An important part of choosing the right wood is in the size of wood for getting the fire going. The first thing you need is a good stack of dry kindling of various sizes. After arranging the newspaper in place, you will arrange the kindling from smallest to largest before placing the smaller of the hardwood logs. At this point you can light the newspaper and get the fire going, before putting on the log that you want to burn.
Dry and Dense Wood
When choosing logs for your fire, it is best to look for wood that is dry and dense. Wood that is lighter and less dense, will burn quickly, and you will find that you are using a lot more wood than if you were using a harder wood. Wood that is moist, will burn slower, but is not as clean as dry wood, and it will actually need to use some of the heat energy to get the log burning. It also leaves a residue in the chimney that will require extra cleaning.
Hardwood is the usual wood of choice, as it burns longer and slower than wood that is not as dense. It is best to split your hardwood into logs of a similar size to fit into your fireplace, while having some smaller sized logs for getting the fire going.
Believe it or not, but how well you store your wood will have a huge effect on how well it burns, as well as how long it will last.
- Wood needs to be stored in a well-ventilated area, preferably inside, but if you are only able to store it outside it needs to be covered with a tarp or a waterproof cloth.
- It will need to be elevated above ground level to prevent moisture and stacked in such a way that allows oxygen to flow around the wood.
- A pattern of crossing the wood is a good way, but as long as you allow air flow to travel around the wood it will prevent moisture from getting into it and deteriorating the wood.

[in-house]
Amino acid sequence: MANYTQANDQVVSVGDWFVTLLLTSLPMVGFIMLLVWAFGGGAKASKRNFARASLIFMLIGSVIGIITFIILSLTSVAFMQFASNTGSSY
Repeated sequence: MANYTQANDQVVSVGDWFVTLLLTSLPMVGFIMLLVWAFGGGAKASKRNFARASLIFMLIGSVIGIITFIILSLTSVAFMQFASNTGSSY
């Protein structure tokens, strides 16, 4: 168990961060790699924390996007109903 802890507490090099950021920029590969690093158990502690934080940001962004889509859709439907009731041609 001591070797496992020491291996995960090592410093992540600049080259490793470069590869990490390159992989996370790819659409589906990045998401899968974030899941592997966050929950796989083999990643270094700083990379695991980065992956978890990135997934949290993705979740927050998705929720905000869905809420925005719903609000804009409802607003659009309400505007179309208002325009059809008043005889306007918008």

Talk to Bacchus Marsh & Redgum Garden Centre for information about finding a good wood supplier near you.
The Top Four Choices For Firewood
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When the winter chills hit the air and we are looking for a way of keeping the family warm, many people are seeing the benefit and joy of having a wood combustion heater to heat their homes. The key to getting the most out of your wood combustion heater is choosing firewood that is going to give you the best experience, both on your hip pocket, for the environment and inside your fireplace.
The best kind of wood for burning in a wood combustion heater are your hardwoods, as the softer woods burn too quickly, which would mean you are burning more, and running out faster. In Australia, we are lucky to have a variety of hardwoods that are available depending where you live. Some of these include red gum, beech, ironbark and gum. Your local supplier such as Bacchus Marsh & Redgum Garden Centre will be able to point you in the direction of a plentiful supply. Having said that, be sure to order wood early before winter to ensure that you have a good supply ready for when the temperature really cools down.